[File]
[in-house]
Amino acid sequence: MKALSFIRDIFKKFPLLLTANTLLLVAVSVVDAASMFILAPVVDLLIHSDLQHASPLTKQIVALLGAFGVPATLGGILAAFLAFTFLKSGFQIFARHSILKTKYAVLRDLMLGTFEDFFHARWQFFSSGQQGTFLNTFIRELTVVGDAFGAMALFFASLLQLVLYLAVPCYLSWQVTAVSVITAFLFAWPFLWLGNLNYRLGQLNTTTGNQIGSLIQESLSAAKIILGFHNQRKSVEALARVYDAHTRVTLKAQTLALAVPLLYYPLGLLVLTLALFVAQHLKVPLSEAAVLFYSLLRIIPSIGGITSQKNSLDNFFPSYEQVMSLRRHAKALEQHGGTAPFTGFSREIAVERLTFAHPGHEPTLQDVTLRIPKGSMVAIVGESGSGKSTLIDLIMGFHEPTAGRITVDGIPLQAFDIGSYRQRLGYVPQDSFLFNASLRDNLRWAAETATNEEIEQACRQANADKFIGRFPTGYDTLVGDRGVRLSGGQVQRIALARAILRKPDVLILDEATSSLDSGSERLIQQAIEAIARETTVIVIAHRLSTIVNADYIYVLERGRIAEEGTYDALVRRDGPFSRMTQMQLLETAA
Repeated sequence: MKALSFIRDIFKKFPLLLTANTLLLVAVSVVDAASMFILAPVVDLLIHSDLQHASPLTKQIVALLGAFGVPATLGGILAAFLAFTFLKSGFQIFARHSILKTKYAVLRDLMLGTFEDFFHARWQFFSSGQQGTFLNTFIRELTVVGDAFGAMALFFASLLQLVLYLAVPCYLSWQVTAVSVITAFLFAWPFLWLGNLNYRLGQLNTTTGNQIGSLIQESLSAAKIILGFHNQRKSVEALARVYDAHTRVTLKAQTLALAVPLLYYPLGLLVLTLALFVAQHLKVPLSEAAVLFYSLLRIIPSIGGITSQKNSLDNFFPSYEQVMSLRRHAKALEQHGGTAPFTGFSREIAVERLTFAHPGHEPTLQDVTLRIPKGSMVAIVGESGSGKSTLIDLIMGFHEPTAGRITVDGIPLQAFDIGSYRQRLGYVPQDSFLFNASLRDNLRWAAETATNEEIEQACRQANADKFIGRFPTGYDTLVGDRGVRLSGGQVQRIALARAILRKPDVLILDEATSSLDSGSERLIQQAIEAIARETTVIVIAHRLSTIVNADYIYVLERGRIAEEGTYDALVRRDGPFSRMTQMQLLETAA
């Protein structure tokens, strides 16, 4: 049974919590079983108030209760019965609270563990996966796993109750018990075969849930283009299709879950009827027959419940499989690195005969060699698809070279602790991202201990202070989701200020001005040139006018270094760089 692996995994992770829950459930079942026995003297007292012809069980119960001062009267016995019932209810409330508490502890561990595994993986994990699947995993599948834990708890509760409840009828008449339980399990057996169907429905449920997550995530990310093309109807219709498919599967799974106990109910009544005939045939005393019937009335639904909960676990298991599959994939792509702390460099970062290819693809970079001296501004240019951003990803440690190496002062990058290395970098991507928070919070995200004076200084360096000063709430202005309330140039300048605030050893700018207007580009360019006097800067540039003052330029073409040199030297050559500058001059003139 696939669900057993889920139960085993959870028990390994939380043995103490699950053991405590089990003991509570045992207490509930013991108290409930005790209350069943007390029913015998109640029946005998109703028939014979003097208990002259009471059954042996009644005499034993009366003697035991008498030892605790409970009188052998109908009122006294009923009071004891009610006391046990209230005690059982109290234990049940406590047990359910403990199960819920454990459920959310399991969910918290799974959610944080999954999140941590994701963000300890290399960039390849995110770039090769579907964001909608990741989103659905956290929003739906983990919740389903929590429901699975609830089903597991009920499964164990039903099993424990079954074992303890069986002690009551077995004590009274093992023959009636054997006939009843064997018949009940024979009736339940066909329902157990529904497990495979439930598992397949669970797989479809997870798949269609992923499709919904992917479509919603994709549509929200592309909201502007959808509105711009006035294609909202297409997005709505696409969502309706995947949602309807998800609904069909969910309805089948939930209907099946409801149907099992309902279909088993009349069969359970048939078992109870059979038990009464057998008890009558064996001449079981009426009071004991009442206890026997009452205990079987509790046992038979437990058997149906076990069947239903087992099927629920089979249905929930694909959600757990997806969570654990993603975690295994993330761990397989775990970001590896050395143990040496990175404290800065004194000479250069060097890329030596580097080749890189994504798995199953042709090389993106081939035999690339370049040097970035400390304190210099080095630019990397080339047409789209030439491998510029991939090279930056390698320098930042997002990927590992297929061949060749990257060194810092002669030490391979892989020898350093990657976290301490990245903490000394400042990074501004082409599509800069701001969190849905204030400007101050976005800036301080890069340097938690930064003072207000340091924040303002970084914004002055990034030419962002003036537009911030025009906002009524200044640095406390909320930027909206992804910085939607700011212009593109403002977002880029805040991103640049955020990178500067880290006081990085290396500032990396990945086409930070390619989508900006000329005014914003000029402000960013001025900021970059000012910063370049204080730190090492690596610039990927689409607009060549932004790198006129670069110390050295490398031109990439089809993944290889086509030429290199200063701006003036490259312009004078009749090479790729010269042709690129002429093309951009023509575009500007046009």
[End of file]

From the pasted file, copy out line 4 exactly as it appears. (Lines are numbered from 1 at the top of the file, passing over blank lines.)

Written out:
């Protein structure tokens, strides 16, 4: 049974919590079983108030209760019965609270563990996966796993109750018990075969849930283009299709879950009827027959419940499989690195005969060699698809070279602790991202201990202070989701200020001005040139006018270094760089 692996995994992770829950459930079942026995003297007292012809069980119960001062009267016995019932209810409330508490502890561990595994993986994990699947995993599948834990708890509760409840009828008449339980399990057996169907429905449920997550995530990310093309109807219709498919599967799974106990109910009544005939045939005393019937009335639904909960676990298991599959994939792509702390460099970062290819693809970079001296501004240019951003990803440690190496002062990058290395970098991507928070919070995200004076200084360096000063709430202005309330140039300048605030050893700018207007580009360019006097800067540039003052330029073409040199030297050559500058001059003139 696939669900057993889920139960085993959870028990390994939380043995103490699950053991405590089990003991509570045992207490509930013991108290409930005790209350069943007390029913015998109640029946005998109703028939014979003097208990002259009471059954042996009644005499034993009366003697035991008498030892605790409970009188052998109908009122006294009923009071004891009610006391046990209230005690059982109290234990049940406590047990359910403990199960819920454990459920959310399991969910918290799974959610944080999954999140941590994701963000300890290399960039390849995110770039090769579907964001909608990741989103659905956290929003739906983990919740389903929590429901699975609830089903597991009920499964164990039903099993424990079954074992303890069986002690009551077995004590009274093992023959009636054997006939009843064997018949009940024979009736339940066909329902157990529904497990495979439930598992397949669970797989479809997870798949269609992923499709919904992917479509919603994709549509929200592309909201502007959808509105711009006035294609909202297409997005709505696409969502309706995947949602309807998800609904069909969910309805089948939930209907099946409801149907099992309902279909088993009349069969359970048939078992109870059979038990009464057998008890009558064996001449079981009426009071004991009442206890026997009452205990079987509790046992038979437990058997149906076990069947239903087992099927629920089979249905929930694909959600757990997806969570654990993603975690295994993330761990397989775990970001590896050395143990040496990175404290800065004194000479250069060097890329030596580097080749890189994504798995199953042709090389993106081939035999690339370049040097970035400390304190210099080095630019990397080339047409789209030439491998510029991939090279930056390698320098930042997002990927590992297929061949060749990257060194810092002669030490391979892989020898350093990657976290301490990245903490000394400042990074501004082409599509800069701001969190849905204030400007101050976005800036301080890069340097938690930064003072207000340091924040303002970084914004002055990034030419962002003036537009911030025009906002009524200044640095406390909320930027909206992804910085939607700011212009593109403002977002880029805040991103640049955020990178500067880290006081990085290396500032990396990945086409930070390619989508900006000329005014914003000029402000960013001025900021970059000012910063370049204080730190090492690596610039990927689409607009060549932004790198006129670069110390050295490398031109990439089809993944290889086509030429290199200063701006003036490259312009004078009749090479790729010269042709690129002429093309951009023509575009500007046009």